There was a scene in the sitcom “Cheers” where the bartender hired a band to play on St. Patrick’s Day. The song the band played included the line “…And everywhere they looked it was death, death, death.” That’s what turning on or reading the news feels like now. That scene. That song. Over and over. Death, death, death.
I have been thinking a great deal about death lately, especially when I learned that a colleague from whom I sat across the table for twenty years succumbed to COVID-19.
My husband and I have been trying to motivate ourselves to update our wills. Our wills’ current versions name a guardian for our children – who are 29 and 32 now and have no need for a guardian – and make no provisions for the children who have come into our family through marriage, or our new grandchild. Hopefully we will have more grandchildren, but our current wills don’t provide for them either.
Just as all people who own property should, my husband and I have been thinking about how to ensure that our real estate passes easily and inexpensively to our beneficiaries. When my husband and I were first married, a tenancy by the entirety sufficed to do that. However, on the death of the first of us, the survivor would have a piece of property that would have to be probated if title is left solely to him or her.
In 2018, the Recorder of Deeds began refusing to record deeds on the basis of affidavits of heirship even if all known heirs agreed to sign off of title. The recorder’s office insisted that such deeds be probated before being recorded. Then in September 2018, under pressure from the Illinois Real Estate Lawyers Association (IRELA) and title companies, the recorder’s office changed its position. Consequently, when there is little property or little property value conveyed, recording deeds after an owner dies has become much easier and cheaper, as probate proceedings can cost thousands of dollars, easily consuming the equity in the property.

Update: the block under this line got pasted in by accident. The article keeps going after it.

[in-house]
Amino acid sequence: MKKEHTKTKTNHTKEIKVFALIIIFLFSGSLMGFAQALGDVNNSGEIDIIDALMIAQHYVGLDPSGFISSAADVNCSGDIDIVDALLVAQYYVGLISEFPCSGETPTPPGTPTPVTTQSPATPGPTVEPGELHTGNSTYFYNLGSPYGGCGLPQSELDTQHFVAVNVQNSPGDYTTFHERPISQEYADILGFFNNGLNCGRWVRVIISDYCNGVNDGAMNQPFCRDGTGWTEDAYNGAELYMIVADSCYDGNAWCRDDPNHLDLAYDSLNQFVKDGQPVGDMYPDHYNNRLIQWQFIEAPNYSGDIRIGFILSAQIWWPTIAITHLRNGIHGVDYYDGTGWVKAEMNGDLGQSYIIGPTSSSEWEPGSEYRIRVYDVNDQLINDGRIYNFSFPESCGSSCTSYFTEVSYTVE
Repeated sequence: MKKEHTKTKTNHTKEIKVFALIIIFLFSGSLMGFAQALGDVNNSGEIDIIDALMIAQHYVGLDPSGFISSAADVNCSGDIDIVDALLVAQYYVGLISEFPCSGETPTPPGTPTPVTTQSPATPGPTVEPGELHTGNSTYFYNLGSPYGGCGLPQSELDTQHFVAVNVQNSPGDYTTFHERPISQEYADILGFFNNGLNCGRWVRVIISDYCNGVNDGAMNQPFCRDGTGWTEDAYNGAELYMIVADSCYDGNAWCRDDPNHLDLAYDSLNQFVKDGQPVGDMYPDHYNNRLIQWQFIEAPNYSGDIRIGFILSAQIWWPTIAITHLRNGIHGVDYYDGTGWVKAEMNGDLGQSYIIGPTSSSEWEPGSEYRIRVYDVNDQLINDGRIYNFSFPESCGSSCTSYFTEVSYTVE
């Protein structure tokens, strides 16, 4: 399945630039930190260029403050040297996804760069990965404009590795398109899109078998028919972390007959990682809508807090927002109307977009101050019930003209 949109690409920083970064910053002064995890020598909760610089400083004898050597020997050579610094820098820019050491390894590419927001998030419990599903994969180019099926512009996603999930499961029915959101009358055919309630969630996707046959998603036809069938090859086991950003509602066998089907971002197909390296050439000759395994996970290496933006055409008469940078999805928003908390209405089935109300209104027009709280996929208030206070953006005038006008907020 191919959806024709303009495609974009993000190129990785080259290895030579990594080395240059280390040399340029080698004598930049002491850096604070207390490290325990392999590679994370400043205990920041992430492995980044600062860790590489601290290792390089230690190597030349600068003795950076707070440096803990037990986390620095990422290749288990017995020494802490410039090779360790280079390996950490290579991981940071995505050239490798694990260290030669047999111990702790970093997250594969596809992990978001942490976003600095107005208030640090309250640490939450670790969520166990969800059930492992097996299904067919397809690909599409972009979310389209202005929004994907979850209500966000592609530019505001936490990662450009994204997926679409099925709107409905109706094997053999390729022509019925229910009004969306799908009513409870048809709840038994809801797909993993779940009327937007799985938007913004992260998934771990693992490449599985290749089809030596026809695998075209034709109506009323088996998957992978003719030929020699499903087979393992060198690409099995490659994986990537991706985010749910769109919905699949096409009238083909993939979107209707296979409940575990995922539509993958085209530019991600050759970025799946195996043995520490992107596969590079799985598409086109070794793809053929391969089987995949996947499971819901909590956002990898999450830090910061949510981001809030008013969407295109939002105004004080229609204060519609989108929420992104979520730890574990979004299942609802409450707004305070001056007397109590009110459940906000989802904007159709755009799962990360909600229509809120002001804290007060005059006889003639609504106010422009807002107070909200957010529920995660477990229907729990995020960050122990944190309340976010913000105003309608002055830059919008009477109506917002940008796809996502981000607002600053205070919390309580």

With a little forethought and minimal cost, owners can avoid the costly probate process by putting title to the property in an Illinois land trust or a personal trust. Drafting a personal or land is usually cheaper than probate. Specifically, deeding real property into a land trust or a personal trust costs $98 for recording the conveyance, plus possibly other costs for transfer stamps. But overall those costs are pretty minimal. Such trusts allow the surviving partner of a marriage to have the same sort of beneficial interest as a tenancy by the entirety. Settlors can name successor beneficiaries. And with personal trusts, settlors can address most if not all of the individual or couple’s property. By contrast, with an Illinois land trust, settlors can only deed real property into a trust, but there are other advantages.
Beware, however, that when successor beneficiaries who do not get along are named, things can get pretty ugly. Beneficiaries of a land trust that has not terminated by its terms cannot bring a partition suit if they want to force the sale of the property. Only property owners can do that. Since the trustee of an Illinois land trust is the technical owner of the property, the beneficiaries don’t have that option. Make sure, when you name beneficiaries, you consider what controls you need to put in place to assure that everyone remains civil.
Not surprisingly, there has been a great deal of activity in the estate planning area. The more one considers how real estate is titled, the easier and cheaper the distribution will be when the inevitable occurs.